The ASX 200 trades around session highs as stimulus prospects buoy e-minis throughout the session. Treasury Secretary Steven Mnuchin has said he is “hopeful” about striking a stimulus deal, fuelling expectations of another round of spending which has been long awaited. Precious metals are trading higher in lockstep with resurgent risk sentiment and a weaker USD, although gold failing to push through resistance at $1,900. The US ISM manufacturing survey and weekly jobless claims are up next, ahead of Friday’s US employment report.
Despite the mild optimism on a fresh stimulus package, the macro picture remains uncertain, with little to dim the prospects of upcoming election uncertainty. A dynamic that could keep risk assets in limbo until there is clarity on the policy path.
Although the presidential debates are unlikely to change voters’ minds, the debacle that ensued earlier this week did nothing to assuage fears of a contested outcome. Trump failed to commit to respecting the integrity of the election results, which raises the stakes on instability and volatility. We should expect an ongoing escalation in the anti-democratic rhetoric from Trump, whose strategy is increasingly leaning toward damning the integrity of the election. Chasing the democratic decay that has already been set in motion and setting the stage for civil unrest across a nation already divided by the toxic hyper partisan political environment. A scenario that could eventuate with factions of the population on either side believing the victory has been stolen. For those few that were hoping to decide post the debate, perhaps the dismal showing was enough to cause a refrain from voting at all.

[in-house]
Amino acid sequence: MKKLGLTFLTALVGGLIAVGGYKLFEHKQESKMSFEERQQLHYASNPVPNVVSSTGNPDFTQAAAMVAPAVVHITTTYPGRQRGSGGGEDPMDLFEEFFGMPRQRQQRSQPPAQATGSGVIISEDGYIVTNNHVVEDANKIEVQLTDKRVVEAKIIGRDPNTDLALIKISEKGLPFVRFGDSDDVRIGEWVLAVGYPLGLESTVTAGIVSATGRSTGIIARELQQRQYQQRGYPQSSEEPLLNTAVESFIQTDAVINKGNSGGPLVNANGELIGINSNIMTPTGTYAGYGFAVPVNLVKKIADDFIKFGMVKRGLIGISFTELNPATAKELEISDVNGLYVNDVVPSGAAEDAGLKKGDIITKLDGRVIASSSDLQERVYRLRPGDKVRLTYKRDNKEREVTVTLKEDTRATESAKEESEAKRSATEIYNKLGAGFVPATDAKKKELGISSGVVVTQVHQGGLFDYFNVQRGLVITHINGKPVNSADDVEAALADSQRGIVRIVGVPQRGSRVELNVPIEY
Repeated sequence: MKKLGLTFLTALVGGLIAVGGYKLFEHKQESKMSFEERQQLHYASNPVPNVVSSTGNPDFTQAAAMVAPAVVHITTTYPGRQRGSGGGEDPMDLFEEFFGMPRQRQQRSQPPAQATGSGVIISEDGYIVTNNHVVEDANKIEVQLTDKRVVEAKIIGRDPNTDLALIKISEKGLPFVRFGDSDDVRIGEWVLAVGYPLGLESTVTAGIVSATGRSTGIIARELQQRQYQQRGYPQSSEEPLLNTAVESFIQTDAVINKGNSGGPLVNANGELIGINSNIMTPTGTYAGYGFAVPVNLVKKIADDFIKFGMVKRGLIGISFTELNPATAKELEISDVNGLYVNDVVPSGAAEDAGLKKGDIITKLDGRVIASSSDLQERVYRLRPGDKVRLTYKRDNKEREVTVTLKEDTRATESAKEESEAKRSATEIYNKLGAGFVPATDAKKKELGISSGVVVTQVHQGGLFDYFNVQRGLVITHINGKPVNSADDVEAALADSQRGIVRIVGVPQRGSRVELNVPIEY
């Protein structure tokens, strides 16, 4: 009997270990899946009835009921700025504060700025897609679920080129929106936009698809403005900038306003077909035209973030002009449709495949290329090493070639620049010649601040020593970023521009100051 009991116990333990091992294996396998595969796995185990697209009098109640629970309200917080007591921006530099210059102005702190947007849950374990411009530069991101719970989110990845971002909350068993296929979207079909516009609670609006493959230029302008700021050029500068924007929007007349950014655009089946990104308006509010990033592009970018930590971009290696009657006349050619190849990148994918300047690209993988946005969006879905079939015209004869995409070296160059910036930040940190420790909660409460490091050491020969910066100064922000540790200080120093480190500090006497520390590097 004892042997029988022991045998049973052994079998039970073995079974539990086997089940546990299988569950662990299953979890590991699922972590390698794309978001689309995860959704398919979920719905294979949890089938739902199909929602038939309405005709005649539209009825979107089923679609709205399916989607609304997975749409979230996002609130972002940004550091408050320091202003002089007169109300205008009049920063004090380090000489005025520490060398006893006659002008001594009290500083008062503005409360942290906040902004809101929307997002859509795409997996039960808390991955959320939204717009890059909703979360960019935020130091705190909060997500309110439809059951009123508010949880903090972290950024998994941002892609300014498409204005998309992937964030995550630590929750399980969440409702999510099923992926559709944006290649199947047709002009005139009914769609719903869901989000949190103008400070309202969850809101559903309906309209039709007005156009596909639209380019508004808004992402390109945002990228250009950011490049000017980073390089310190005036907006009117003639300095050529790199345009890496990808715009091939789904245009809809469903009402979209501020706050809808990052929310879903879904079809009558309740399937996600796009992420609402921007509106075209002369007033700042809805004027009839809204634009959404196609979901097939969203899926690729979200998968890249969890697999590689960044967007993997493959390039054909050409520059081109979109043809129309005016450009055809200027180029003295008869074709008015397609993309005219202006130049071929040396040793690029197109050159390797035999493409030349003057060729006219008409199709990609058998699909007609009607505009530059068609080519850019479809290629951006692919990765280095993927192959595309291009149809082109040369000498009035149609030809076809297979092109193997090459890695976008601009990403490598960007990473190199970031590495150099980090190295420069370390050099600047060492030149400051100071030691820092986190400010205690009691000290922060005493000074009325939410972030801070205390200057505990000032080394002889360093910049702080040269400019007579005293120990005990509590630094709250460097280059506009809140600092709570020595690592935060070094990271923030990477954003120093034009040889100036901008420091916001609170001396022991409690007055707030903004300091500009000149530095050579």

The Fed can’t print jobs
Meanwhile, outside of stimulus fuelled financial markets in the real economy, the K shaped world that is being entrenched by the COVID-19 recession continues. Employment recoveries are never V-shaped and the ongoing swathes of job losses that have been announced in the last 24 hours alone highlight the ongoing impact of the crisis on “Main Street”.
This should have policymakers increasingly concerned over waves of job losses above COVID-19. American Air, United Airlines, Goldman Sachs, Shell, Disney, Haliburton, Continental AG and Allstate are a handful of the companies announcing large scale cuts and restructures in the past week.
Continued large-scale job losses are not contained to the sectors that bore the brunt of lockdowns like hospitality, tourism and retail, signalling more permanent white-collar job losses. A dynamic that will be negative for consumption and the recovery as companies continue to cost cut amidst a plateauing recovery. A proportion of jobs have recovered from a staggering number that have been lost. This is consistent with lockdowns being lifted and expanding activity from deeply depressed levels, but by no means indicates a return to prior levels of activity.
A shift in consumer behaviour towards a reduced propensity to consume and increased savings which will hamper, both the speed and trajectory of the economic recovery will only be accelerated by ongoing labour market dislocations. Job insecurities and reduced hours weigh on the consumer’s marginal propensity to spend, which sets in motion a vicious cycle with respect to weaker aggregate demand feeding through to reduced business revenues. This whilst businesses continue to suffer the effects of prolonged social distancing measures even as lockdowns are lifted, the combination in turn leads to more job losses. With this is mind a continued focus on fiscal stimulus will be needed. To date the measures can be viewed as a bridge to normalcy, but the rebuild and subsequent recovery will require continued targeted measures to assist the full return in economic activity and creation of jobs.
In reality it will take a long time to return to normal or pre-crisis output levels, it may not be hard to improve economic activity from the sudden stop but don’t confuse that with confirmation of a V-shaped recovery.